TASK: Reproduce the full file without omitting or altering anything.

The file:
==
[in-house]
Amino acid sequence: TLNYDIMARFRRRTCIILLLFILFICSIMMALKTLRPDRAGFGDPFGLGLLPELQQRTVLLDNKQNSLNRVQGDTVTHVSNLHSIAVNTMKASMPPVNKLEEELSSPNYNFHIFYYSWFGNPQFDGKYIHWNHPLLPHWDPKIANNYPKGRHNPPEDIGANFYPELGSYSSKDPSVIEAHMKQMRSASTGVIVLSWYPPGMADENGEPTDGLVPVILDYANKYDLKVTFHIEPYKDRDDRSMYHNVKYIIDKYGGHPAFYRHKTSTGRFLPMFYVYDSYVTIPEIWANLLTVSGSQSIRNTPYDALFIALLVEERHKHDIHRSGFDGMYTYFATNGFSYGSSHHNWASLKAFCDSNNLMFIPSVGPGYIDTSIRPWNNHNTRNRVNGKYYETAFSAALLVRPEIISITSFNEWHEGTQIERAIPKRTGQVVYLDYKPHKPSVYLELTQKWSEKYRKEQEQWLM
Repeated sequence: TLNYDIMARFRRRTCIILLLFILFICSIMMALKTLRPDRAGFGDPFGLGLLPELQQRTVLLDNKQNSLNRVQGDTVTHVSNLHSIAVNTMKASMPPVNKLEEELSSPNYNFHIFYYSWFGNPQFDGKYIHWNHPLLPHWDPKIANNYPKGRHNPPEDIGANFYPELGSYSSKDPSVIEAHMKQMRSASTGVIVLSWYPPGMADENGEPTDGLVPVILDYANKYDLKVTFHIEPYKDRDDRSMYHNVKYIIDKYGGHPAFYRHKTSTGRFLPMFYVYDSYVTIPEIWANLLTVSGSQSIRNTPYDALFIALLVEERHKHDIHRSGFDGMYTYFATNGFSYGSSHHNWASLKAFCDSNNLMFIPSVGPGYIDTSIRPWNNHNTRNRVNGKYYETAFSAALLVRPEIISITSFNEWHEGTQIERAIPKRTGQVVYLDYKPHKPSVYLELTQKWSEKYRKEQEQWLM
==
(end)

[in-house]
Amino acid sequence: TLNYDIMARFRRRTCIILLLFILFICSIMMALKTLRPDRAGFGDPFGLGLLPELQQRTVLLDNKQNSLNRVQGDTVTHVSNLHSIAVNTMKASMPPVNKLEEELSSPNYNFHIFYYSWFGNPQFDGKYIHWNHPLLPHWDPKIANNYPKGRHNPPEDIGANFYPELGSYSSKDPSVIEAHMKQMRSASTGVIVLSWYPPGMADENGEPTDGLVPVILDYANKYDLKVTFHIEPYKDRDDRSMYHNVKYIIDKYGGHPAFYRHKTSTGRFLPMFYVYDSYVTIPEIWANLLTVSGSQSIRNTPYDALFIALLVEERHKHDIHRSGFDGMYTYFATNGFSYGSSHHNWASLKAFCDSNNLMFIPSVGPGYIDTSIRPWNNHNTRNRVNGKYYETAFSAALLVRPEIISITSFNEWHEGTQIERAIPKRTGQVVYLDYKPHKPSVYLELTQKWSEKYRKEQEQWLM
Repeated sequence: TLNYDIMARFRRRTCIILLLFILFICSIMMALKTLRPDRAGFGDPFGLGLLPELQQRTVLLDNKQNSLNRVQGDTVTHVSNLHSIAVNTMKASMPPVNKLEEELSSPNYNFHIFYYSWFGNPQFDGKYIHWNHPLLPHWDPKIANNYPKGRHNPPEDIGANFYPELGSYSSKDPSVIEAHMKQMRSASTGVIVLSWYPPGMADENGEPTDGLVPVILDYANKYDLKVTFHIEPYKDRDDRSMYHNVKYIIDKYGGHPAFYRHKTSTGRFLPMFYVYDSYVTIPEIWANLLTVSGSQSIRNTPYDALFIALLVEERHKHDIHRSGFDGMYTYFATNGFSYGSSHHNWASLKAFCDSNNLMFIPSVGPGYIDTSIRPWNNHNTRNRVNGKYYETAFSAALLVRPEIISITSFNEWHEGTQIERAIPKRTGQVVYLDYKPHKPSVYLELTQKWSEKYRKEQEQWLM